Tuesday 16 March 2010

Bulgaria: Cybele Temple in Balchik to be Protected by Archaeologists

Bulgaria: Cybele Temple in Balchik to be Protected by Archaeologists


15 March 2010 | A commission of archaeologists, architects and scientists was appointed by Bulgaria’s culture minister for the protection and preservation of the unique temple of Cybele in the Black Sea town of Balchik, which dates back to the third century BC.

The temple of Cybele should receive the status of a cultural heritage site of national importance, minister of culture Vezdi Rashidov suggested, which would bring about a total ban on any construction activities in the area.

The temple of Cybele, the Phrygian deification of the Earth Mother, was discovered by accident in the spring of 2007, during a dig for the construction of a new hotel. The temple is the best preserved Hellenistic temple in Bulgaria and the only discovered temple of the Goddess Mother in the eastern part of the Balkans.

Since it was discovered, the invaluable archaeological site has been lying out in the open and no proper excavation or preservation of it has taken place, because of the local authorities’ dispute with the plot’s owner.

The newly appointed commission will define the archaeological site’s territorial borders, which will then be put into the city’s plan and where construction not connected to the site’s excavation and protection will be banned.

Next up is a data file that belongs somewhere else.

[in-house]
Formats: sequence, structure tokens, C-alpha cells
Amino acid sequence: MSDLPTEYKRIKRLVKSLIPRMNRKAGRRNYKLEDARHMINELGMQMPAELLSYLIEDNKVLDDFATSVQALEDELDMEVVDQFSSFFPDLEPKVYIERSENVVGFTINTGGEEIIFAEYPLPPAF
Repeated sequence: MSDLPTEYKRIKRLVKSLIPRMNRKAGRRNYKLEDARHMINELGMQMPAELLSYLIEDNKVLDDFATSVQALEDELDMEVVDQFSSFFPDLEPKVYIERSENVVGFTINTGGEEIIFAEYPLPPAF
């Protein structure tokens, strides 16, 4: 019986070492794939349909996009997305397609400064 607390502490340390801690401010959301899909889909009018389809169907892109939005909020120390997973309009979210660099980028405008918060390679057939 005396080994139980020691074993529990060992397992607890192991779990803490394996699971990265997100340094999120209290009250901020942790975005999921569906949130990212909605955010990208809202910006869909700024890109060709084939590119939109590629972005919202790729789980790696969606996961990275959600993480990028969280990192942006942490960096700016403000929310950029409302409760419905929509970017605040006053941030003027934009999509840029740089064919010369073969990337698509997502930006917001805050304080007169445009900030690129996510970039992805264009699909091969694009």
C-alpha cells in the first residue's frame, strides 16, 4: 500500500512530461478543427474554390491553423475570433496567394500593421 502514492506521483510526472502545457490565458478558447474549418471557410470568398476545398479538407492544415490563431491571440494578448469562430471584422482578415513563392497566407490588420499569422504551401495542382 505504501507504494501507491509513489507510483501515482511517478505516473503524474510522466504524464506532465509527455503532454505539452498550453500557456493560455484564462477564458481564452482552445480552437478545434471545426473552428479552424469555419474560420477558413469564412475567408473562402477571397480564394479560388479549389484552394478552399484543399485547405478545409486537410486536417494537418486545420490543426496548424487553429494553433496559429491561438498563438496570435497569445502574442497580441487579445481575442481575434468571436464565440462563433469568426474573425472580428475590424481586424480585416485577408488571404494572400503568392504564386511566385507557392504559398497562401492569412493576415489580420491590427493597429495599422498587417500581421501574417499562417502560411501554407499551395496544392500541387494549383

A protective cover over the site will also be put in place shortly, which would shield it from the environmental destruction. The need for such a cover is even more dire after a part of the site collapsed recently.

“We agree to finance the conservation of the temple as long as the Ministry of Culture gives us the legal right to claim it. If we are delayed a bit more, next year there might be no temple to conserve,” mayor of Balchik, Nikolay Angelov, told media.

The artefacts discovered at the temple so far – about 20 marble statues, most of which are of Cybele, around 20 signs mostly in Latin and almost 200 coins, testify for the religious and public life in the area in the first quarter of the fourth century AD. The temple, most likely built around 280 – 260 BC functioned for more than 700 years, before it was destructed either by earthquake or invaders.
Source: BalkanTravellers.com

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